5. ^ a b c d Hisamatsu 1973, p. 16.
  6. ^ Hisamatsu 1973, pp. 16–17.
  7. ^ a b c d e f g h i j k l m n o p q r s t u v w Hisamatsu 1973, p. 17.
  8. ^ Keene, pp. 92–102.
  9. ^ Keene, pp. 102–118.
  10. ^ Keene, pp. 118–146.
  11. ^ Keene, p. 119.
  12. ^ Keene, pp. 118–119.
  13. ^ Keene, pp. 123–127.
  14. ^ Keene, pp. 127–128.
  15. ^ Keene, pp. 128–130.
  16. ^ Keene, pp. 130–138.
  17. ^ Keene, pp. 138–146.
  18. ^ Keene, pp. 146–157.
  19. ^ Keene, p. 146.
  20. ^ Keene, p. 89.
  21. ^ Shuichi Kato; Don Sanderson (15 April 2013). A History of Japanese Literature: From the Manyoshu to Modern Times. Routledge. p. 24. ISBN 978-1-136-61368-5.
  22. ^ Roy Andrew Miller (1967). The Japanese Language. Tuttle. p. 32., cited in Peter Nosco (1990). Remembering Paradise: Nativism and Nostalgia in Eighteenth-century Japan. Harvard Univ Asia Center. p. 182. ISBN 978-0-674-76007-3.
  23. ^ Bjarke Frellesvig (29 July 2010). A History of the Japanese Language. Cambridge University Press. p. 14. ISBN 978-1-139-48880-8.
  24. ^ Peter T. Daniels (1996). The World's Writing Systems. Oxford University Press. p. 212. ISBN 978-0-19-507993-7.
  25. ^ Uemura 1981:25–26.[citation needed]
  26. ^ Nippon Gakujutsu Shinkōkai. (1965). The Man'yōshū, p. iii.
  27. ^ Nippon Gakujutsu Shinkōkai, p. ii.
  28. ^ Piggott, Joan R. (Winter 1990). "Mokkan: Wooden Documents from the Nara Period". Monumenta Nipponica. Sophia University. 45 (4): 449–450. doi:10.2307/2385379. JSTOR 2385379.
  29. ^ "7世紀の木簡に万葉の歌 奈良・石神遺跡、60年更新". Asahi. 2008-10-17. Archived from the original on October 20, 2008. Retrieved 2008-10-31.
  30. ^ "万葉集:3例目、万葉歌木簡 編さん期と一致--京都の遺跡・8世紀後半". Mainichi. 2008-10-23. Retrieved 2008-10-31.[dead link]
  31. ^ "万葉集:万葉歌、最古の木簡 7世紀後半--奈良・石神遺跡". Mainichi. 2008-10-18. Archived from the original on October 20, 2008. Retrieved 2008-10-31.
  32. ^ "万葉集:和歌刻んだ最古の木簡出土 奈良・明日香". Asahi. 2008-10-17. Retrieved 2008-10-31.[dead link]
  33. ^ "Manyo Shokubutsu-en(萬葉集に詠まれた植物を植栽する植物園)" (in Japanese). Nara: Kasuga Shrine. Retrieved 2009-08-05.
  34. ^ "Man'y Botanical garden(萬葉植物園)" (PDF) (in Japanese). Nara: Kasuga Shrine. Archived from the original (PDF) on 2011-10-05. Retrieved 2009-08-05.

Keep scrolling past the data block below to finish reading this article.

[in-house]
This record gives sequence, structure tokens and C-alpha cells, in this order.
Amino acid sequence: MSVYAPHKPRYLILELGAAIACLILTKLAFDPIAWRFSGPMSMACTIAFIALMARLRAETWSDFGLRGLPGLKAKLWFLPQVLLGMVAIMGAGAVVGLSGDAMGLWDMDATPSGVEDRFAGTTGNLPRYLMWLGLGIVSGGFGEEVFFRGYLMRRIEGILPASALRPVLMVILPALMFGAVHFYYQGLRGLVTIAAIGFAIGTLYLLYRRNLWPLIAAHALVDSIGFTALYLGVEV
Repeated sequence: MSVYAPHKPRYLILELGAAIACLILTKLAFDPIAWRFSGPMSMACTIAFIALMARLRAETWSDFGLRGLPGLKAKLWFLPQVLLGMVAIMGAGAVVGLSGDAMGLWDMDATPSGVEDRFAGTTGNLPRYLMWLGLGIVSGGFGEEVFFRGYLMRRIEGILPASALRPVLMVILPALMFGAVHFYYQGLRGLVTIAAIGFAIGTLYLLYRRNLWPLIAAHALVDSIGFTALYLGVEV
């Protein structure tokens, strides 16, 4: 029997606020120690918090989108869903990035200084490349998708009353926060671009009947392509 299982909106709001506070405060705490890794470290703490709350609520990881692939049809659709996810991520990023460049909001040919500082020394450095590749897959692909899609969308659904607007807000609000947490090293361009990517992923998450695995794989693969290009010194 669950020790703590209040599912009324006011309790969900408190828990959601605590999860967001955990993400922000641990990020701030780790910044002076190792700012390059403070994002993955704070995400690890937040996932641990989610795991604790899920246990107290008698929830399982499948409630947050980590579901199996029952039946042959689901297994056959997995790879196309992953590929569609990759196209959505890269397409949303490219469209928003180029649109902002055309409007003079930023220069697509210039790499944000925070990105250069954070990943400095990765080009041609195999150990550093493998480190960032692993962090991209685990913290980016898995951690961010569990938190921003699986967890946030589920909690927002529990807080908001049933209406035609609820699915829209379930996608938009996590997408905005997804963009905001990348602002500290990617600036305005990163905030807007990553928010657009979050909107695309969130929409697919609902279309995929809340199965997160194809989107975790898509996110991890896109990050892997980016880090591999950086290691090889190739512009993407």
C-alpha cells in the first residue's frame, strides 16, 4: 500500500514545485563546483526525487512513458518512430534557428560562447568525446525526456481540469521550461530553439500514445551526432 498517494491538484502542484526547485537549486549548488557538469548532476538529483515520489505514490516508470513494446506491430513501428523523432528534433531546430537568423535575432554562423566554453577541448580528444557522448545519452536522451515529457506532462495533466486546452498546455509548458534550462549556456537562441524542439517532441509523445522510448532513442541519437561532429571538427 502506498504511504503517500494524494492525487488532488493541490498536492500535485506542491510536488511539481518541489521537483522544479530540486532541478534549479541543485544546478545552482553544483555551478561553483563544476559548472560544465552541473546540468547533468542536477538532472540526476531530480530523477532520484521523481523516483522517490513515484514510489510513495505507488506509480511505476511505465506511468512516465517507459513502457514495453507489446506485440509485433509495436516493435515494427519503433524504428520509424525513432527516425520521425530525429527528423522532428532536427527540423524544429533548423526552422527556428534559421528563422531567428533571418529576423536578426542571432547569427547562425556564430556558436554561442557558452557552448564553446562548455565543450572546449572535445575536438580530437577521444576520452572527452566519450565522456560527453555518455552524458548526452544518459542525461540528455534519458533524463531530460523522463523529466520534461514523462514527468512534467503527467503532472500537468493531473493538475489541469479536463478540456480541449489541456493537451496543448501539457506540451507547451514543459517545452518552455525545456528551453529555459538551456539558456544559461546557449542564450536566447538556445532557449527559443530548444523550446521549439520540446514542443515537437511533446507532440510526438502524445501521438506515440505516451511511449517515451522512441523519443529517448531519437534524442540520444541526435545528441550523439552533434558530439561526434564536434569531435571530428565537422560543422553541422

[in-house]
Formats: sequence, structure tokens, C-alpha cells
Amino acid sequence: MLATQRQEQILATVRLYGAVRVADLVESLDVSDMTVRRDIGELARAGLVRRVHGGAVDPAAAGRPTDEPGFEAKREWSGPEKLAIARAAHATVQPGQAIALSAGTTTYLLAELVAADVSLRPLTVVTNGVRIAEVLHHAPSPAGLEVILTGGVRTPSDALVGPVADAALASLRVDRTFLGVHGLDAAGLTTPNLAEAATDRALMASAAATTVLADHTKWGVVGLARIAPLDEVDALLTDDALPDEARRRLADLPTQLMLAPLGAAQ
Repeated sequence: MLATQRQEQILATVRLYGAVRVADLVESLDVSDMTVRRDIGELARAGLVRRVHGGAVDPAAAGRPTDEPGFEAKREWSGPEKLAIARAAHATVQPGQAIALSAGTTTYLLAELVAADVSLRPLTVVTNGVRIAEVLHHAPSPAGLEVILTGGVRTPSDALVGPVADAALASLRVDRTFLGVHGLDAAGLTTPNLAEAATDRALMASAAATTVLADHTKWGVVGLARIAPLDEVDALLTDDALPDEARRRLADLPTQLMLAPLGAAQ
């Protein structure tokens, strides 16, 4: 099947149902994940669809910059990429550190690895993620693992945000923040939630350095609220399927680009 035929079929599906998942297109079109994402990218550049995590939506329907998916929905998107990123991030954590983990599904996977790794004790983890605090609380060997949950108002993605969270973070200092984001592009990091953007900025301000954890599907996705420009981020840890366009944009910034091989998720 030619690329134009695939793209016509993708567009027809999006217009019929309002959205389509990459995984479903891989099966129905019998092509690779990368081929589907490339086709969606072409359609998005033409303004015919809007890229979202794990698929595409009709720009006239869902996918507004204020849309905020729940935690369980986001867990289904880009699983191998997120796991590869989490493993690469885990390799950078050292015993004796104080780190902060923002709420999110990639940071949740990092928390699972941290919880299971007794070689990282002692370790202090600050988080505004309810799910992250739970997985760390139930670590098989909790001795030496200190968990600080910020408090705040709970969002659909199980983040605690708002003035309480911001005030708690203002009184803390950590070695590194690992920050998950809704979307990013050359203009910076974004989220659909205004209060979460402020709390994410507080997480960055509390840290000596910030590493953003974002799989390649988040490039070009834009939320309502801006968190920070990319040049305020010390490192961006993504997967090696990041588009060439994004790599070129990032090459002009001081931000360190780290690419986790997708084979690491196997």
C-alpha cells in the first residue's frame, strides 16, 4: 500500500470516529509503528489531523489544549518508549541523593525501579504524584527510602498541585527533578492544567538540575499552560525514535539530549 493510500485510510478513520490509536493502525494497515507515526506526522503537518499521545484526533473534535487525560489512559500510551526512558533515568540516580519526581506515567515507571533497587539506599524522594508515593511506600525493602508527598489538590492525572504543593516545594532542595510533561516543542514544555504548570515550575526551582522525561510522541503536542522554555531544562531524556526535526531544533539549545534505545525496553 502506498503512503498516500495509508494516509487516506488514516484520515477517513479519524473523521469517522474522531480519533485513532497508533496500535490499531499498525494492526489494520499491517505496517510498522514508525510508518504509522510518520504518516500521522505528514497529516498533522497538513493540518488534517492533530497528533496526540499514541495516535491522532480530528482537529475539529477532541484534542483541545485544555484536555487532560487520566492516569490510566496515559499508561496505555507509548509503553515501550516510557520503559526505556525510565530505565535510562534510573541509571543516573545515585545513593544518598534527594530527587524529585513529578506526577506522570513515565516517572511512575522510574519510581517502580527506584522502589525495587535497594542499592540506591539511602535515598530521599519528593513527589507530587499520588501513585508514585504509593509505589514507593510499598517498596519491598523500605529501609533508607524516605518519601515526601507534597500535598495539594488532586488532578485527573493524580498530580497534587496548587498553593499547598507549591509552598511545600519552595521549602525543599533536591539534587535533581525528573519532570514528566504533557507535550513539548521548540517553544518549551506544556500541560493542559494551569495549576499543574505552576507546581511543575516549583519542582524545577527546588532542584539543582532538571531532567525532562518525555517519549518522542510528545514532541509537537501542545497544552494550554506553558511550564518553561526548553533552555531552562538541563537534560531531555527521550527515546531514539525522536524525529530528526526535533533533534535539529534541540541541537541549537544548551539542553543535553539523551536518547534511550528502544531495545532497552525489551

Works cited[edit]

See also[edit]

Further reading[edit]

Texts and translations
  • J.L.Pierson (1929): The Manyōśū. Translated and Annotated, Book 1. Late E.J.Brill LTD, Leyden 1929
  • The Japanese Classics Translation Committee (1940): The Manyōshū. One Thousand Poems Selected and Translated from the Japanese. Iwanami, Tokyo 1940
  • Kenneth Yasuda (1960): The Reed Plains. Ancient Japanese Lyrics from the Manyōśū with Interpretive Paintings by Sanko Inoue. Charles E. Tuttle Company, Tokyo 1960
  • Honda, H. H. (tr.) (1967). The Manyoshu: A New and Complete Translation. The Hokuseido Press, Tokyo.
  • Theodore De Bary: Manyōshū. Columbia University Press, New York 1969
  • Cranston, Edwin A. (1993). A Waka Anthology: Volume One: The Gem-Glistening Cup. Stanford University Press. ISBN 978-0-8047-3157-7.
  • Kodansha (1983). "Man'yoshu". Kodansha Encyclopedia of Japan. Kodansha.
  • Nakanishi, Susumu (1985). Man'yōshū Jiten (Man'yōshū zen'yakuchū genbun-tsuki bekkan) (paperback ed.). Tokyo: Kōdansha. ISBN 978-4-06-183651-8.
  • Levy, Ian Hideo (1987). The Ten Thousand Leaves: A Translation of the Man'yoshu. Japan's Premier Anthology of Classical Poetry, Volume One. Princeton University Press. ISBN 978-0-691-00029-9.
  • Suga, Teruo (1991). The Man'yo-shu : a complete English translation in 5–7 rhythm. Japan's Premier Anthology of Classical Poetry, Volume One. Tokyo: Kanda Educational Foundation, Kanda Institute of Foreign Languages. ISBN 978-4-483-00140-2., Kanda University of International Studies, Chiba City
  • Nippon Gakujutsu Shinkokai (2005). 1000 Poems From The Manyoshu: The Complete Nippon Gakujutsu Shinkokai Translation. Dover Publications. ISBN 978-0-486-43959-4.
  • "Online edition of the Man'yōshū" (in Japanese). University of Virginia Library Japanese Text Initiative. Archived from the original on 2006-05-19. Retrieved 2006-07-10.
General

External links[edit]